Publication in the Bulletin is constructive notice to all members of the
University. Copy received at the Summer Session office until 3:30; 11:30

A Committee has been appointed
to make a thorough study of Orienta-
tion Week and report the result of this
study. Members of the faculty are
invited to send criticisms and sug-
gestions on this general subject to,
Committee on Orientation Week,
Room 107, Mason Hall.
Seniors, College of Literature, Sci-
ence, and the Arts; .School of Edu-
cation; School of music; College of
Architecture; and School of Forestry
and Conservation: Tentative lists of
Summer Session seniors in these five
units have been posted on the Bul-
letin Board in Room 4. U. H. Each
student who expects to graduate at
the close of the present Snmmer Ses-
sion should inspect these lists, and
see that his or her name appears and
is spelled correctly. Any omissions
or corrections should be reported im-
University Bureau of Appointments
and Occupational Information: The
Bureau_ has the following call for
which applicants are desired:
Man to handle commercial d e
partment and general shop in small
high school.
Two women and one man for camp
counsellors. Positions paying only
maintenance and transportation.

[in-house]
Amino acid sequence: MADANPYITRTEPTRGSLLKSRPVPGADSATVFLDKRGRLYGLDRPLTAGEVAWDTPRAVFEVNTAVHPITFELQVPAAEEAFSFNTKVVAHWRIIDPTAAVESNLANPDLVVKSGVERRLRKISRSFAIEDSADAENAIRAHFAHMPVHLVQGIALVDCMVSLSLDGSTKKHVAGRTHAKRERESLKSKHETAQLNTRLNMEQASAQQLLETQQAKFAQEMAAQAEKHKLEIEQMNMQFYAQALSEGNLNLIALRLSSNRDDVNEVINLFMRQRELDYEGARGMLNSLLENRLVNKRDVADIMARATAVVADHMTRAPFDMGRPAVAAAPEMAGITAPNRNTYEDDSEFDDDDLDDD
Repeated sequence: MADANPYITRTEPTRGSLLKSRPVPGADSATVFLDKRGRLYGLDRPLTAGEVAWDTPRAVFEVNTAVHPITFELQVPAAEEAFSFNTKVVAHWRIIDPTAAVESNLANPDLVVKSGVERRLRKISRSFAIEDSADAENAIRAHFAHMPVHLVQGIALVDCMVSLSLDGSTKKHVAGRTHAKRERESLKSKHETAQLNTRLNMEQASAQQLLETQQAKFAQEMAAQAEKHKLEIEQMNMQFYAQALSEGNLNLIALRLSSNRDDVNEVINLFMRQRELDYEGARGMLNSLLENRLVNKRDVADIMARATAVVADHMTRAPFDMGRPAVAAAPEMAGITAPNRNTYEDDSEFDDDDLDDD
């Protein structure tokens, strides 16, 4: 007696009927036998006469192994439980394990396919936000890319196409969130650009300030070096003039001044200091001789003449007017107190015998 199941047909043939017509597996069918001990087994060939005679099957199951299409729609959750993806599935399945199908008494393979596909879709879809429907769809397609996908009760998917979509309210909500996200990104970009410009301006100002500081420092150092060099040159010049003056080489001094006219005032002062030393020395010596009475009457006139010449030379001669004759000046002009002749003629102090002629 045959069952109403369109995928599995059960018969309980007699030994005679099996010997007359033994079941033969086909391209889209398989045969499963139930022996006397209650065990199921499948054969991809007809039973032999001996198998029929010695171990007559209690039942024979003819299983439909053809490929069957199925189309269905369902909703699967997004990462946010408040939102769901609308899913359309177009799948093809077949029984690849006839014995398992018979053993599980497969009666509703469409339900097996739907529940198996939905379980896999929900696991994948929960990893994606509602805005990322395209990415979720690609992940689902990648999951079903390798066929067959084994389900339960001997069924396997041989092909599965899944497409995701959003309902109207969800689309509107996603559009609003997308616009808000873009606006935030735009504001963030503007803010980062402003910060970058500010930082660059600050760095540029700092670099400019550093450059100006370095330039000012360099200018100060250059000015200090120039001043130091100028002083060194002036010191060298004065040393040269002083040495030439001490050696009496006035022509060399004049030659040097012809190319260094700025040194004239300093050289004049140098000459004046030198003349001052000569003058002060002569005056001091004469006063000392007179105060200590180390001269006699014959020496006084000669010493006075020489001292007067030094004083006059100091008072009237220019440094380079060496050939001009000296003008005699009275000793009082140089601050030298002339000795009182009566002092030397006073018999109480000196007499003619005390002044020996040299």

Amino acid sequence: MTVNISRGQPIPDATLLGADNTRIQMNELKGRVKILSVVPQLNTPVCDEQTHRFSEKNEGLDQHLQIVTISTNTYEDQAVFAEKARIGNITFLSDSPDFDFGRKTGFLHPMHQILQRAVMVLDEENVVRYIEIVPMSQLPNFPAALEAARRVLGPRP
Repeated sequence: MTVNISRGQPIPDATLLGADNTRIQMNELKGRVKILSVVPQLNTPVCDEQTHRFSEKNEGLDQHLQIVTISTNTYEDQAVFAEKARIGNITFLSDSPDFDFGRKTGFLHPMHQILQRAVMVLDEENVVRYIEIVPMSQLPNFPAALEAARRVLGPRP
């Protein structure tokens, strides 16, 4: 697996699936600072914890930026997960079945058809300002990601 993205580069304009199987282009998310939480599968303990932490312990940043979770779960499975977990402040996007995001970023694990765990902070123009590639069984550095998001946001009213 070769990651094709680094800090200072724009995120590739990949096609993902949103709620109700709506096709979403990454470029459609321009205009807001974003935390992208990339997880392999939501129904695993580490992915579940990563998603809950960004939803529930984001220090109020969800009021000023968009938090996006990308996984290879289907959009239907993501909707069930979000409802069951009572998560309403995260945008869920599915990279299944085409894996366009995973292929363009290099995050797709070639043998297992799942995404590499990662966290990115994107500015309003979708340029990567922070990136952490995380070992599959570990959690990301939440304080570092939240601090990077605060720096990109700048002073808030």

For further details call at the of-
fice, 201 Mason Hall. Office hours
9-12 and 2-4.
Psychology 53: Any students or
others wishing to act as subjects on
the Minnesota Space Relationsstest
may see Miss Dorothy E. Wiley in
Room 3127 N.S. between 1:00 and
5:00 p.m. on Monday, July 16.
Economics 171s: Mimeographed
problem assigned for Monday er-
roneously shows a credit balance in
the Notes Receivable account. It
should show a debit balance of $1,000.
Raleigh Schorling, Professor of Ed-
ucation, will speak at the Education
Conference Monday, July 16, at 4:10
p.m. His subject wil be "Procedures
That Are Effective in Teaching Dull
Pupils." This will be held, as usual,
in Room 1022, University High
Men and Women's Education Club:
There will be a joint mixer for all
men and women interested in Edu-
cation on Monday evening, July 16,
at 7:30 in the Women's Athletic
Building. All students and members
of the faculty with their wives or hus-
bands are invited.
Southern Club: There will be a tea
for the members of the Southern Club
and their families in the Library of
the Elementary School Tuesday af-
ternoon, July 17, at 4:30. The ad-
ministrative officers of the School of
Education will be present.
Michigan Dames: A picnic for
Michigan Dames and their husbands
and families will be held on Mon-
day, July 16, at the Island. The
committee in charge requests that
each Dame bring sandwiches and
beverage for her own group and one
dish to contribute to the general pot-